That's a lot to think about on each code change so it's no wonder that rigorous O/O design with IOC component configuration does not work well when the major corporate goal is "time to market". It takes careful planning for customization hooks and as business requirements change, it's easy to break the API contracts and thus all of those configuration copies that were made. During the design, it sometimes happens that properties are exposed to the configuration layer that do not require customization, or worse hard-coded values that do need configuration. The developers of those components must take care with each change to maintain compatibility for old configuration files or upgrades are not seamless. It's in particular awkward to add new features that require new configuration. The developer must modify their copy to add configuration required by the new feature all in lock-step.
There's another problem with inversion of control when used in plugin-frameworks. When one plugin replaces a class with its own customized implementation, it will not work properly with another that does the same thing.
StrataCode provides a new option that lets developers build systems rapidly, with plain classes where code and configuration are in the same place. Instances are defined just like Java classes but using the 'object' operator instead of the class operator. Objects can be nested and even form component graphs when using the @Component annotation. StrataCode's code-generation will convert this all to a nice readable, debuggable Java file via incremental code-transformations.
The first time a property needs to be customized, it can be split out into a separate layer without changing any API contracts. This works for object instances or field initializers in a subclass.
With layers, it's possible to define a plug-in interface just by choosing the types, properties and methods to expose through modification. Layers complement the standard object-oriented design patterns that can be used with code, to move fields, methods up the stack without affecting code down the stack.
When clients are given the ability to modify a type, they can redefine the behavior of that component - including inserting new children or even replacing a child component. Plugin developers see a static-typed set of APIs that can use, override and extend with much less work on your part.
There's less planning for future customizations during design and fewer design decisions about what's in code versus what's in configuration. All code and these configuration layers are traceable in the IDE for easy find and replace. After each code change, tools quickly validate all layers that use that code to detect structural integrity problems without running the code.
With layers, knowing how easy it is to customize code later, write code that's simpler up front, and easier to read and modify.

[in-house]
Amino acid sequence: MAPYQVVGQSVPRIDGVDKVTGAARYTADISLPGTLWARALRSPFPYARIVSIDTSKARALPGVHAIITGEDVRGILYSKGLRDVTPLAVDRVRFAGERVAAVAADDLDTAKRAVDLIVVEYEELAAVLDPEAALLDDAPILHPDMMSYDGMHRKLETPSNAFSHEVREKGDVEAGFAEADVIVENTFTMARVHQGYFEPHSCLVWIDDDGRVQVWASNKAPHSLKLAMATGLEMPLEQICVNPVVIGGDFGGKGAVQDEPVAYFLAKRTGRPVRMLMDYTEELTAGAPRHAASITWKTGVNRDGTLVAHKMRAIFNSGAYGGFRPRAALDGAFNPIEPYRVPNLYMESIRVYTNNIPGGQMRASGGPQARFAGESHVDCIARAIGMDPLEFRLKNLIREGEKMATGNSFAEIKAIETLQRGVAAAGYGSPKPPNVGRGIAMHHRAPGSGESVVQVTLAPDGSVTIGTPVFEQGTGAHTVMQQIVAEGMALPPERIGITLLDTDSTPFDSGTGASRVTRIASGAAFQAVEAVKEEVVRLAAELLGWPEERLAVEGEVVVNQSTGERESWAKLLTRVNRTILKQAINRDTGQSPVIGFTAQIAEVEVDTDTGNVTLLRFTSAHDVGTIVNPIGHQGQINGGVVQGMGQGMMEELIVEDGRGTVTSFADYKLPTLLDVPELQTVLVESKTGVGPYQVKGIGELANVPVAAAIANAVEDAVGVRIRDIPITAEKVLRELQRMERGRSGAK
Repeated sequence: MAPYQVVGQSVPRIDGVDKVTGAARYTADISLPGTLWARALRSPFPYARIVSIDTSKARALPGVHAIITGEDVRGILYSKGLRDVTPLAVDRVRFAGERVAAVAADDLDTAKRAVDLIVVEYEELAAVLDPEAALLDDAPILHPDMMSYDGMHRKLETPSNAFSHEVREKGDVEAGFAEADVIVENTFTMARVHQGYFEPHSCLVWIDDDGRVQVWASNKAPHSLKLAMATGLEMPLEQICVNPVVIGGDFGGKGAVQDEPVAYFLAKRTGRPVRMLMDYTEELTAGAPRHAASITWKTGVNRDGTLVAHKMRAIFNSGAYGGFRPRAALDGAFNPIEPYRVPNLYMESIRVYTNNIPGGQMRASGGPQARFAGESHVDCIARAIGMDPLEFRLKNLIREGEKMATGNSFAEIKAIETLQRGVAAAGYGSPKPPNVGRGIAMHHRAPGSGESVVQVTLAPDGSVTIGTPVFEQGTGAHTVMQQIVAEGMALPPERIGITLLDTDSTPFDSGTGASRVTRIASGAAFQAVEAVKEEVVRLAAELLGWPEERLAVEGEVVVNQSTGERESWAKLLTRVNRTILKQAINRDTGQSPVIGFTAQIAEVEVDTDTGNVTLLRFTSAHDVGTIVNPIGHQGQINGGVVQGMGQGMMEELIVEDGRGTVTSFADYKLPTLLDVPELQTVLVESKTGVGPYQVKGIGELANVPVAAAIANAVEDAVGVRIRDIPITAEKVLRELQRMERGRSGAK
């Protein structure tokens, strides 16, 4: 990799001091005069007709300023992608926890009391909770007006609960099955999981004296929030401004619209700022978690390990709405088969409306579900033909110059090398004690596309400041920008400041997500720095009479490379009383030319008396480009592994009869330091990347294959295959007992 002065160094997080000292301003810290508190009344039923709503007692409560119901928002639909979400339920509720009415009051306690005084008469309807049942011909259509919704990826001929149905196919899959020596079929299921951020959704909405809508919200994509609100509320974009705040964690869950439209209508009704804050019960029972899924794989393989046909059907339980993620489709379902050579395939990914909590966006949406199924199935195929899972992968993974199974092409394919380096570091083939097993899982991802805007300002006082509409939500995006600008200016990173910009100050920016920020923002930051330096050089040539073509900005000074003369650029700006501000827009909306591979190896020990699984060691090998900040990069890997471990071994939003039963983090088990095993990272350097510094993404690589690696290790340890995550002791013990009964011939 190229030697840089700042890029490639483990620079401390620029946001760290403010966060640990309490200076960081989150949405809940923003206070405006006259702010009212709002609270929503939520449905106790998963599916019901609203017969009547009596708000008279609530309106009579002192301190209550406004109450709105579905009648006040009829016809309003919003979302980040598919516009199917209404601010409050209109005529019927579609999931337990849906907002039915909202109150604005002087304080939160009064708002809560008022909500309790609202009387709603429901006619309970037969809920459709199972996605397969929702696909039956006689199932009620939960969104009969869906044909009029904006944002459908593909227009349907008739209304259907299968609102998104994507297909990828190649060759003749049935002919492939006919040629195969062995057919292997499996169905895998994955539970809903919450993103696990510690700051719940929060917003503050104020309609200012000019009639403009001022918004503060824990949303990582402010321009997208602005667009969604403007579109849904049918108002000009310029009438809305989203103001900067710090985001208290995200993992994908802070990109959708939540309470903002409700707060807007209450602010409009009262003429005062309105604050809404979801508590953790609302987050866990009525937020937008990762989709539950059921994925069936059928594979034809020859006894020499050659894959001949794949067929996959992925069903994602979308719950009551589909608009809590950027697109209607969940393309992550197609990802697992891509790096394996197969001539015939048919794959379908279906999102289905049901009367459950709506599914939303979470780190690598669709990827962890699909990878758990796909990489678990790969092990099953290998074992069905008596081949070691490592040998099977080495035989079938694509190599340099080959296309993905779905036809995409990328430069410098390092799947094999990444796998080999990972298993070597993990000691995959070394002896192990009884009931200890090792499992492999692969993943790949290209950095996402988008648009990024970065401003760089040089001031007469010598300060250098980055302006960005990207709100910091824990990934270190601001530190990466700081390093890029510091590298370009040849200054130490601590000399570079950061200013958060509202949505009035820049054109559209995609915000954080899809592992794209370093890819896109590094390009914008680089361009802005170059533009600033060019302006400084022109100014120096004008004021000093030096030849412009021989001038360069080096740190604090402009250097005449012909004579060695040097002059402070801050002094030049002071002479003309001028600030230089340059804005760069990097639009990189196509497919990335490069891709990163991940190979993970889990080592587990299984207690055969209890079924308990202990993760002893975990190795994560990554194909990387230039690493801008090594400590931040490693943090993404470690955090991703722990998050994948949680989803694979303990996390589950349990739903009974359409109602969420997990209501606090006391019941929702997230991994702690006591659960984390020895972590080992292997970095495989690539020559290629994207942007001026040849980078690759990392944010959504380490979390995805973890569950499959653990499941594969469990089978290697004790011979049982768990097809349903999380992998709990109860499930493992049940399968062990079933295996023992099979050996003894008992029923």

Assembling component graphs
One of the reasons developers use an IOC framework is to configure component graphs. Sometimes references between objects create cycles or upstream reference - where a component references one that points back to it. Java's field initialization cannot express that requirement and provides no easy workaround. With StrataCode, just add the @Component annotation to the class (or a sub-class) to indicate that it may have cyclic references. It modifies the source code for this class to use a multi-stage initialization sequence. Lots of classes will work after adding the annotation but sometimes code must be moved from the constructor into the init or start methods.
Runtime or compile time configuration?
Most IOC systems have some runtime overhead - parsing and applying the configuration every time you start the application. With StrataCode, use dynamic layers for dynamic configuration, and compiled layers to avoid the overhead, both driven by the same source code. This provides several benefits at once: tunable runtime-efficiency, coding-time agility, and deployment flexibility. Overall, because the designs are simpler, and customizations implemented as part of the language, not with an external configuration or plugin system, there's less code that's more easily navigated in the IDE, or developer tools.
Let's quickly return to the scenario where customers need rapidly customized applications and fast time to market. With StrataCode layers, build simple domain models and wire them together with statically typed references as normal fields. As customers need custom changes, augment features without copying code. Each customer with customizations can have one or more layers unique to them. As new customers have overlapping requirements, these layers can be reused or further customized. Refactor the code as requirements come in to minimize the total code footprint, all the time tracking customizations from specific customer references and requirements. Never say "no" to new custom features and never copy code unnecessarily to support two variants of the same feature. Best of all, it's a system that supports incremental designs with traceable references for manageability.